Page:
This past weekend my husband decided to take me to the movies to see “Batman vs. Superman: Dawn of Justice.” Thankfully, it was just the two of us, and not our entire family, because it is not a movie I would recommend for children under the age of 13 (or even 16 for that matter).
I left the movie feeling rather disturbed because it glorifies the most extreme elements of our society and perpetuates negative stereotypes.
However, this phenomena is not new, and unlike past historical art forms that reflect the dominant culture of their day, the modern entertainment industry seems to belittle or ignore dominant aspects of our culture and traditional values. Instead it supplants them with their own sub-culture in an attempt to reshape the dominant culture.
Rest assured, the majority of what we call entertainment is transforming the values and beliefs of its viewers, and “Batman vs. Superman” is no different. And while I admit there can be other interpretations of this movie, there are four essential elements that make my point.
The first element is Superman. Without question, he is portrayed as a “Christ-like” figure in that the movie emphasizes his god-like status — because of his powers, his being from another world, and he is to be the savior of humanity. However, it also emphasizes his human qualities in that he appears to be “small town” or simple-minded, compared to other characters, vulnerable, weak, and even sexual.
Unlike Christ he is not portrayed as pure or holy, and in fact appears to be evil at times when using his demon-like eyes in various scenes. None of these portrayals are incidental, but intentional to show that there is no “purity” even in our superheroes.
The second element is Batman. He is the human that achieves god-like status in that he is able to fight, and perhaps, defeat Superman. He is the quintessential humanist hero — urban, wealthy socialite, who embraces his dark side, and using his intelligence and technology, not only fights the bad guys, but is able to battle the “Christ-like” Superman and win. Effectively, he reveals that man can be like God.
The third element is the masses. The masses are portrayed as powerless pawns who either worship, resent, are preoccupied with, or manipulated by the superheroes.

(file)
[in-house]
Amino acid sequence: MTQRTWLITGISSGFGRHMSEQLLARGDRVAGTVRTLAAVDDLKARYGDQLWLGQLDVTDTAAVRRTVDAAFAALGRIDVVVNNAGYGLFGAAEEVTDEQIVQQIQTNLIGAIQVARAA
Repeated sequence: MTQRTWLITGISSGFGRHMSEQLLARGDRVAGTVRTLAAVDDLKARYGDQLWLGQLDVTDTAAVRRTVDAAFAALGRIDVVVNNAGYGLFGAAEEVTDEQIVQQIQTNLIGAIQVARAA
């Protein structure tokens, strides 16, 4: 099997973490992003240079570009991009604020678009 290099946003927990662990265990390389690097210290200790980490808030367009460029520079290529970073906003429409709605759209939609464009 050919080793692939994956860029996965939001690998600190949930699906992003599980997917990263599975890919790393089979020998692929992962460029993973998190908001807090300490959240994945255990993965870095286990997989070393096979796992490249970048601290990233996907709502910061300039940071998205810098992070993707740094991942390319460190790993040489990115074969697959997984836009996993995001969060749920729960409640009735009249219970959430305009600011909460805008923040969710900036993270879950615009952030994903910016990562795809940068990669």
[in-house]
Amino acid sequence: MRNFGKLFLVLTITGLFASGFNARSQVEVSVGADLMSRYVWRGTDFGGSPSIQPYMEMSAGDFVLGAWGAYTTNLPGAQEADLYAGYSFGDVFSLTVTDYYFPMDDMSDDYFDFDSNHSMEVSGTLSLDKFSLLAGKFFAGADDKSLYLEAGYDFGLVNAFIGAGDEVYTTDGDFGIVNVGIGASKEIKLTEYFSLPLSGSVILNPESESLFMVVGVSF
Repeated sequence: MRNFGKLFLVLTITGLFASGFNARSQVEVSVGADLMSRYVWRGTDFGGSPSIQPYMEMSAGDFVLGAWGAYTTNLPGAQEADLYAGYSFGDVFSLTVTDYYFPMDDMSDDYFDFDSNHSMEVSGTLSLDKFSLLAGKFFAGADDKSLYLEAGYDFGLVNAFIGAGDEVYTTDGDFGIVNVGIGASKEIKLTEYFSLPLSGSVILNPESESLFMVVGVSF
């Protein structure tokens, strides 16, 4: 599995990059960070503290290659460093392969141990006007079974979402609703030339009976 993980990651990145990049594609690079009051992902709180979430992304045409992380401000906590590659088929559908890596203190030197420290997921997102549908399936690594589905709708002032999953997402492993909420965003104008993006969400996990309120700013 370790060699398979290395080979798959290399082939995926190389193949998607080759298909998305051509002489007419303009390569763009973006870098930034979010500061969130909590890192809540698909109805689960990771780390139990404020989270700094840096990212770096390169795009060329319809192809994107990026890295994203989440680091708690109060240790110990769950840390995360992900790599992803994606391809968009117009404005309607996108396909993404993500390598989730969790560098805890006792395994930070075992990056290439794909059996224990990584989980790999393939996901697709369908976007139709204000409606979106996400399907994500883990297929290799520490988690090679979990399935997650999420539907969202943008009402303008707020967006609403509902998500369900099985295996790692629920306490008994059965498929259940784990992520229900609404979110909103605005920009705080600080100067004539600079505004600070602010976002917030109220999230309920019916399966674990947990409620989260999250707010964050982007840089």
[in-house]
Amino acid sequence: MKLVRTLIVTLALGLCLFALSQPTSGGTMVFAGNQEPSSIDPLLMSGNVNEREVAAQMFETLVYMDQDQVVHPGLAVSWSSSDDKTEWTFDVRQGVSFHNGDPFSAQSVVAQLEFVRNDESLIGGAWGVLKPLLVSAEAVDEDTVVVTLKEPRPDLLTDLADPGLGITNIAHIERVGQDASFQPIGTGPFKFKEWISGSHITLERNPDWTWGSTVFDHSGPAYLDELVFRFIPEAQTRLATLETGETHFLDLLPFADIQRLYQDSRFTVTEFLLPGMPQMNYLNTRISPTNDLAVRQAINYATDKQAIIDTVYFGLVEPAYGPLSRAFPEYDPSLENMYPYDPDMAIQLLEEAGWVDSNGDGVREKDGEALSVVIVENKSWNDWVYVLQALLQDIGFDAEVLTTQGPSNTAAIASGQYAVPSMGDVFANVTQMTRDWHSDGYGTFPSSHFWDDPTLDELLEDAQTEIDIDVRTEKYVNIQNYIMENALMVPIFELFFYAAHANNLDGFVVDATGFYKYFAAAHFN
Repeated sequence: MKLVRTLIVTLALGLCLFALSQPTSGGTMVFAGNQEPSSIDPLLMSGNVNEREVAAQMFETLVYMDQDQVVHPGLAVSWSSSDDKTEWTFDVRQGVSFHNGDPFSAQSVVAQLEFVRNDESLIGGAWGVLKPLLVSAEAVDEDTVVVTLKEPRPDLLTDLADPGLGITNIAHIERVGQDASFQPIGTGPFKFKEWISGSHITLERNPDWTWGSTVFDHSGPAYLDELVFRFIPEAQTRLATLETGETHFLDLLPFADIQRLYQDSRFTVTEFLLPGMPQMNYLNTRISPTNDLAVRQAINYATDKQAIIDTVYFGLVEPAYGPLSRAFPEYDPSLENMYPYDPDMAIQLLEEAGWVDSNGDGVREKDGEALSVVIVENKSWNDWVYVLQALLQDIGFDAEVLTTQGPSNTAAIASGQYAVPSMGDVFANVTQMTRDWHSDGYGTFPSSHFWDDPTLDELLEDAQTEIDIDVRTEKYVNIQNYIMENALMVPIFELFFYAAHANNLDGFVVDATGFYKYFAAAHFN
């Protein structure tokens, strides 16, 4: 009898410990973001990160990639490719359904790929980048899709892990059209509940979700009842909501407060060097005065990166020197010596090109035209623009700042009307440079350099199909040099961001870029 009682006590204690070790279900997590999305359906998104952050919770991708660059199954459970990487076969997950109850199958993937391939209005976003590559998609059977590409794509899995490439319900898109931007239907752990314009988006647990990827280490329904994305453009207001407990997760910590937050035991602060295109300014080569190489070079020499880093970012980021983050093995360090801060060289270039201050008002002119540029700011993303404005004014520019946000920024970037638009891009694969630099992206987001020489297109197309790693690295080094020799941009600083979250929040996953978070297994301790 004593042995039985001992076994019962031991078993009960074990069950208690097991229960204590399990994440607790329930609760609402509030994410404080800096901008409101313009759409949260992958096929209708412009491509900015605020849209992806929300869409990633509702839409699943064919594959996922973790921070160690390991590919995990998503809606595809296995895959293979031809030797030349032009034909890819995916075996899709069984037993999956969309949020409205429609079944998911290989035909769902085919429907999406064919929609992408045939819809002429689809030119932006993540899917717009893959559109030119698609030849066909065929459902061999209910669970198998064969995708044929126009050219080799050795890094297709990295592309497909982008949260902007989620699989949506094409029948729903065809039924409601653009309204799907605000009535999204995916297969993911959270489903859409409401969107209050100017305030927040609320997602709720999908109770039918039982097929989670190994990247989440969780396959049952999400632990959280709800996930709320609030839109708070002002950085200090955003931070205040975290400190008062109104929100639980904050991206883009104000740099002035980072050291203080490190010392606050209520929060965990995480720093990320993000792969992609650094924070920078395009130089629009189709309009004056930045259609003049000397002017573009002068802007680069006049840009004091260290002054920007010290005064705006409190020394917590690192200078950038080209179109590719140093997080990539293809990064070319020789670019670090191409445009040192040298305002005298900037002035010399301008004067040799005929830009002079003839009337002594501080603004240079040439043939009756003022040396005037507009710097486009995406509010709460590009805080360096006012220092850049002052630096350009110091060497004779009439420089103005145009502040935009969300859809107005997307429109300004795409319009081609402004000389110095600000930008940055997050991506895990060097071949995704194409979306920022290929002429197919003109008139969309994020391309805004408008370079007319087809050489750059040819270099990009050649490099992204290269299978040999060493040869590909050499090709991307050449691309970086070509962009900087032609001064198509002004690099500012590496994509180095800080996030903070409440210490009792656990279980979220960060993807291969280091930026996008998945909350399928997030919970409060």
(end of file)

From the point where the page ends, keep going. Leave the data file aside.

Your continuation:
Their value to the movie is that they are the reflectors of, not only the characters, but the social issues interjected throughout the film. They demonstrate “bigotry and intolerance” in their protest of the alien, Superman. But, they also demonstrate blind faith as they worship him in other scenes.
Ironically, the masses are also represented in scenes where a liberal media continuously engage in pseudo-intellectual pontifications surrounding the superheroes, and portrayals of an impotent government that is incapable, or unwilling, to resolve the threat to public welfare.
Finally, there is the fourth element, Lex Luther. Luther is not only the antagonist, but I would argue that he is cast as the ultimate “truth-teller.” Although Lois Lane describes him as “psychotic,” Lex is shown to be the mastermind of the film. Like Batman, he is an urban, wealthy socialite.
However, unlike Batman who is motivated to fight injustice because of a childhood trauma, Lex is portrayed as socially awkward because of his intellectual superiority to those around him. His motivation stems from the all-consuming belief that man does not need to be a god (like Superman), nor does he need to be like god (like Batman); he is motivated to destroy all the gods of this world.
He is the Friedrich Nietzsche of the film, and successfully uses his intellect to manipulate virtually everyone, and everything around him, including the masses. At various points in the film, he gives soliloquies that I have no doubt are the very things that the writer of the movie, at least on some level, actually believes.
Ultimately, the insidious brilliance of this film is that depending on who you are, you are likely to focus on the elements that most appeal to you, and either not notice, or simply dismiss, the elements that do not appeal to you. Again, this is intentional.
Thus, movies like these, in particular, and media, in general, are cognitively rewiring the emotional and psychological presuppositions of our society. Ultimate good, virtue, purity, and morality are being removed from our society just as the kryptonite dust removed Superman’s powers in the movie.
These are the “sermons” our young people actually hear, and the ones that resonate. If you ever wonder why younger generations seem not to see reality in the way that you do, it is because movies like “Batman vs. Superman” shape their views and values. These “cultural sermons” can be far more potent than the 30-minute sermons they may get on a Sunday morning.
[Bonnie B. Willis is co-founder of The Willis Group, LLC, a Learning, Development, and Life Coaching company here in Fayette County and lives in Fayetteville along with her husband and their five children.]